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Logo of nihpaAbout Author manuscriptsSubmit a manuscriptNIH Public Access; Author Manuscript; Accepted for publication in peer reviewed journal;
Acad Emerg Med. Author manuscript; available in PMC Nov 1, 2011.
Published in final edited form as:
PMCID: PMC3058630

Palliative Care Needs of Seriously Ill, Older Adults Presenting to the Emergency Department



To identify the palliative care needs of seriously ill, older adults in the emergency department (ED)


The authors conducted a cross-sectional structured survey. A convenience sample of 50 functionally impaired adults 65 years or older with coexisting cancer, congestive heart failure, end-stage liver or renal disease, stroke, oxygen-dependent pulmonary disease, or dementia was recruited from an urban academic tertiary care ED. Face-to-face interviews were conducted using the Needs Near the End-of-Life Screening Tool (NEST), McGill Quality of Life Index (MQOL), and Edmonton Symptom Assessment Survey (ESAS) to assess 1) range and severity of symptoms, 2) goals of care, 3) psychological well-being, 4) health care utilization, 5) spirituality, 6) social connectedness, 7) financial burden, 8) the patient-clinician relationship, and 9) overall quality of life.


Mean age was 74.3 (SD ± 6.5) years and cancer was the most common diagnosis. Mean quality of life on the MQOL was 3.6 (SD ± 2.9). Over half of the patients exceeded intra-test severity-of-needs cutoffs in four categories of the NEST: physical symptoms (47/50, 94%), finances (36/50, 72%), mental health (31/50, 62%), and access to care (29/50, 58%). The majority of patients reported moderate to severe fatigue, pain, dyspnea, and depression on the ESAS.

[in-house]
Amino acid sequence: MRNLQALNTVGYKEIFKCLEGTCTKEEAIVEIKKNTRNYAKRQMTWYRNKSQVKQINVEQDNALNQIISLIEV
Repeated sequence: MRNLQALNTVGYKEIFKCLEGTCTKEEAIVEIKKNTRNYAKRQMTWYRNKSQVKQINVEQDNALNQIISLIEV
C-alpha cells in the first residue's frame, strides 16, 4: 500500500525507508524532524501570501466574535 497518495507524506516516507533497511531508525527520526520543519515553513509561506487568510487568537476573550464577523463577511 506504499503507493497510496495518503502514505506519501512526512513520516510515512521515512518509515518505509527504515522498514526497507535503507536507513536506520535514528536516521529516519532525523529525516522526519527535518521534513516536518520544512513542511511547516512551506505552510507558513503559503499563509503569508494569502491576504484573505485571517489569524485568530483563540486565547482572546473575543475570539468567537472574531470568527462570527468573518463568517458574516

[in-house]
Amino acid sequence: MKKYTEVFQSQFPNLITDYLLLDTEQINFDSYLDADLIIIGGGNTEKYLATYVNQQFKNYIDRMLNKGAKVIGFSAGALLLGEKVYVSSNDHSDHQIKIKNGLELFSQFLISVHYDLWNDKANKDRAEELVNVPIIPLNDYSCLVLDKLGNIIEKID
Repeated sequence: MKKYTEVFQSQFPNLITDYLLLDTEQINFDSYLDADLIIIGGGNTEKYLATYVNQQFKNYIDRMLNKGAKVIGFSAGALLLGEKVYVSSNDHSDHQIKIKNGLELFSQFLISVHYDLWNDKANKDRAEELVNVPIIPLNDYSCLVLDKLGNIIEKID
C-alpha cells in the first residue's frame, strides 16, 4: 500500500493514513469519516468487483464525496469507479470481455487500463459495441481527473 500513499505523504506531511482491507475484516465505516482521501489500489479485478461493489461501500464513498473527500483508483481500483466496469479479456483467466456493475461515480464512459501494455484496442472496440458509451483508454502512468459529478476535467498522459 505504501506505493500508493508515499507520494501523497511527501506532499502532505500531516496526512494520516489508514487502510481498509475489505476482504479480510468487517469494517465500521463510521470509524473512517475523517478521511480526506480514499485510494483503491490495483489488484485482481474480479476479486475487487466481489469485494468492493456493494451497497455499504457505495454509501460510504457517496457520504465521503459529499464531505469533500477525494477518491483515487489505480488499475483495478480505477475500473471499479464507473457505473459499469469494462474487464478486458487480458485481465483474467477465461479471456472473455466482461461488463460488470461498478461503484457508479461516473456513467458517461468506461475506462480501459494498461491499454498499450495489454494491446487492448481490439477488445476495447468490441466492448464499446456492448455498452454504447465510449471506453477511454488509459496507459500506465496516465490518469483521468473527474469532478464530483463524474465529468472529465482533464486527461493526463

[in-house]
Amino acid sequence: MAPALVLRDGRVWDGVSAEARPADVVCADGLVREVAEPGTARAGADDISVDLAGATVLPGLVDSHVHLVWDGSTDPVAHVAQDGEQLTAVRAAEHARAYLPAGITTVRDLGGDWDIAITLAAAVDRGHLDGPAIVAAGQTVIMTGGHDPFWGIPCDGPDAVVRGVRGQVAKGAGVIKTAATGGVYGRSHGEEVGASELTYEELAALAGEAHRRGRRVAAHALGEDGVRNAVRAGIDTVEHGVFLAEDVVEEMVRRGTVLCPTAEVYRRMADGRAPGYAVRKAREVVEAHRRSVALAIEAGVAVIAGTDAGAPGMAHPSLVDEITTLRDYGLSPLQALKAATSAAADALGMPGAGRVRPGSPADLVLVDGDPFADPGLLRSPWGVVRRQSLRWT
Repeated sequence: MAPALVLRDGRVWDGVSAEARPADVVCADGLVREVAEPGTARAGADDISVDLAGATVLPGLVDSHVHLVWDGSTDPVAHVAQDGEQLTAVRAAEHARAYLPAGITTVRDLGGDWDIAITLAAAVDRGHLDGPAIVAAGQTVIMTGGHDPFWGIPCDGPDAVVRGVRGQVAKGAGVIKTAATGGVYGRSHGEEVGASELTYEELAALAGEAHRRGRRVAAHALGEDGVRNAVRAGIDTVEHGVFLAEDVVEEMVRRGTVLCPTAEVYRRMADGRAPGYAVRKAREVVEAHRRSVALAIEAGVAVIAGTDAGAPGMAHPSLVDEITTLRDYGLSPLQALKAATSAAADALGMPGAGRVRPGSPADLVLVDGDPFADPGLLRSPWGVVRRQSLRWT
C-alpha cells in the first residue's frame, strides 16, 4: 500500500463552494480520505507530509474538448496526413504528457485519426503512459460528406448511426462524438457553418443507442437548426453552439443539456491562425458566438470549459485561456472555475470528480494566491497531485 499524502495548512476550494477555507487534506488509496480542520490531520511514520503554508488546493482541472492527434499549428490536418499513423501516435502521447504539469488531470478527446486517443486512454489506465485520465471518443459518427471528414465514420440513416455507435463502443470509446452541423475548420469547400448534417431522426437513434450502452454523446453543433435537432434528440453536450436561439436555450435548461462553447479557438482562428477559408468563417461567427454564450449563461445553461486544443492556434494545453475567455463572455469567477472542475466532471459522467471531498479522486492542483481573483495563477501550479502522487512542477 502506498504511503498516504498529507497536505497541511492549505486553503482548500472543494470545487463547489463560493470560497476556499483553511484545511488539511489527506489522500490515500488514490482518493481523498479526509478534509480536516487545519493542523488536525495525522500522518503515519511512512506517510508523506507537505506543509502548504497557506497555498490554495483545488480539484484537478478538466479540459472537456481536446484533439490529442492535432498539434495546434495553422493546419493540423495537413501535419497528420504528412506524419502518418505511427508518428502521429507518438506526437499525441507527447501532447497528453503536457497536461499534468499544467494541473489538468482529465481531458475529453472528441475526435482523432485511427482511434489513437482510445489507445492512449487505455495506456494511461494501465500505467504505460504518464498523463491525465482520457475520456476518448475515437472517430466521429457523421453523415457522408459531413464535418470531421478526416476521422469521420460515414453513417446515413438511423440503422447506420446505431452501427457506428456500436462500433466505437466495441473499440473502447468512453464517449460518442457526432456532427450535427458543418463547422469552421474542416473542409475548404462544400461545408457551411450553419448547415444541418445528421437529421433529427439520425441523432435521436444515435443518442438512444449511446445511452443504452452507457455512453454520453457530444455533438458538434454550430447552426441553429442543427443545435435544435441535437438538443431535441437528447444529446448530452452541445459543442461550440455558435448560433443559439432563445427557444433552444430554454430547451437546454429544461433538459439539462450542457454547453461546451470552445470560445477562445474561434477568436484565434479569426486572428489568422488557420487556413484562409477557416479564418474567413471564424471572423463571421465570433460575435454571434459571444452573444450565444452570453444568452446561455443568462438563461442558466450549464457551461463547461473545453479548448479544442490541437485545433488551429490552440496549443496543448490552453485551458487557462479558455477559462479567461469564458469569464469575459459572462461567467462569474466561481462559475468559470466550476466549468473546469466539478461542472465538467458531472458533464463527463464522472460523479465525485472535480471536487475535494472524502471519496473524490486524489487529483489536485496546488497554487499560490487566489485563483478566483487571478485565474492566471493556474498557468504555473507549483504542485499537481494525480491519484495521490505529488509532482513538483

Seriously ill, older adults in an urban ED have substantial palliative care needs. Future work should focus on the role of emergency medicine and the new specialty of palliative care in addressing these needs.

Keywords: Palliative Care, Geriatrics, Quality of life


The U.S. Institute of Medicine defines serious and complex medical conditions as persistent, substantially disabling or life-threatening, and requiring treatments and interventions across a broad scope of medical, social, and mental health services to achieve the best outcome.1 As the population ages and emergency department (ED) visits continue to increase,2,3 the number of older adults with serious and complex illness who present to the ED will also continue to rise.4 In 2006, adults 75 years or older visited the ED at the second highest rate for any age group, with 60.2 visits per 100 persons, or about 10.2 million visits.2 Older adults were also more likely to present to the ED with conditions requiring immediate life-sustaining and/or palliative treatments.2,5